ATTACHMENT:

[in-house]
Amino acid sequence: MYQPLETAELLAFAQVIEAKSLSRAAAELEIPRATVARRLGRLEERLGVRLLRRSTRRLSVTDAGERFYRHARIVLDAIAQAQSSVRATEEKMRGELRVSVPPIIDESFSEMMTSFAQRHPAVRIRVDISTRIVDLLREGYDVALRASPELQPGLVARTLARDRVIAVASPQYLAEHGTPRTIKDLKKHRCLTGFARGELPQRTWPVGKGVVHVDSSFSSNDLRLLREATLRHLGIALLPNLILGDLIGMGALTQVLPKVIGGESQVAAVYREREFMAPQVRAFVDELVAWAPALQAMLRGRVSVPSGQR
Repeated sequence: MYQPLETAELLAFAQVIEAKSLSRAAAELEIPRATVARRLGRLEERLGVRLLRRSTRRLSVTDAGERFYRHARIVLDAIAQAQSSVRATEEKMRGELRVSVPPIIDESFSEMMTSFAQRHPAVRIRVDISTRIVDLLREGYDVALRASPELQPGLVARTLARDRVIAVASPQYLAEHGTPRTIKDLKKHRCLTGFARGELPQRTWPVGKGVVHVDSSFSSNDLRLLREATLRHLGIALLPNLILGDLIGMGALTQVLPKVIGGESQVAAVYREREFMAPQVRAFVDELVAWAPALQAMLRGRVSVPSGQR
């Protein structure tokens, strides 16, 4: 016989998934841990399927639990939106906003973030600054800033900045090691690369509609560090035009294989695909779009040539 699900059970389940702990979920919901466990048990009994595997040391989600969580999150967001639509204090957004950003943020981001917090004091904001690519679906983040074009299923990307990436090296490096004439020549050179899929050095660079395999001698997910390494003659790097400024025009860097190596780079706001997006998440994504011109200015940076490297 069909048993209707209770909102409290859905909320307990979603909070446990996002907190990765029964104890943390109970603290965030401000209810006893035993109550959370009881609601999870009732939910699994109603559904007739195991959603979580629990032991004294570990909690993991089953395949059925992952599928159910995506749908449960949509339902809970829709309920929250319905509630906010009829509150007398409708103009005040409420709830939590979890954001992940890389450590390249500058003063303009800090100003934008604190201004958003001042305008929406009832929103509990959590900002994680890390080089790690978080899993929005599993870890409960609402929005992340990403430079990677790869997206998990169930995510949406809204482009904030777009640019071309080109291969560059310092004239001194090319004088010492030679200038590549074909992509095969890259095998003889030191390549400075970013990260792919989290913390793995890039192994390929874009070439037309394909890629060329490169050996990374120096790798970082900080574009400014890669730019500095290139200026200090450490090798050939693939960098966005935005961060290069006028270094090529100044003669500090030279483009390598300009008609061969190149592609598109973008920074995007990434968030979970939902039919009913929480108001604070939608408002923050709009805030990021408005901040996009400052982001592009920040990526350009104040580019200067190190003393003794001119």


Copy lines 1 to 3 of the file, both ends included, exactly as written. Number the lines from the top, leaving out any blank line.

[in-house]
Amino acid sequence: MYQPLETAELLAFAQVIEAKSLSRAAAELEIPRATVARRLGRLEERLGVRLLRRSTRRLSVTDAGERFYRHARIVLDAIAQAQSSVRATEEKMRGELRVSVPPIIDESFSEMMTSFAQRHPAVRIRVDISTRIVDLLREGYDVALRASPELQPGLVARTLARDRVIAVASPQYLAEHGTPRTIKDLKKHRCLTGFARGELPQRTWPVGKGVVHVDSSFSSNDLRLLREATLRHLGIALLPNLILGDLIGMGALTQVLPKVIGGESQVAAVYREREFMAPQVRAFVDELVAWAPALQAMLRGRVSVPSGQR
Repeated sequence: MYQPLETAELLAFAQVIEAKSLSRAAAELEIPRATVARRLGRLEERLGVRLLRRSTRRLSVTDAGERFYRHARIVLDAIAQAQSSVRATEEKMRGELRVSVPPIIDESFSEMMTSFAQRHPAVRIRVDISTRIVDLLREGYDVALRASPELQPGLVARTLARDRVIAVASPQYLAEHGTPRTIKDLKKHRCLTGFARGELPQRTWPVGKGVVHVDSSFSSNDLRLLREATLRHLGIALLPNLILGDLIGMGALTQVLPKVIGGESQVAAVYREREFMAPQVRAFVDELVAWAPALQAMLRGRVSVPSGQR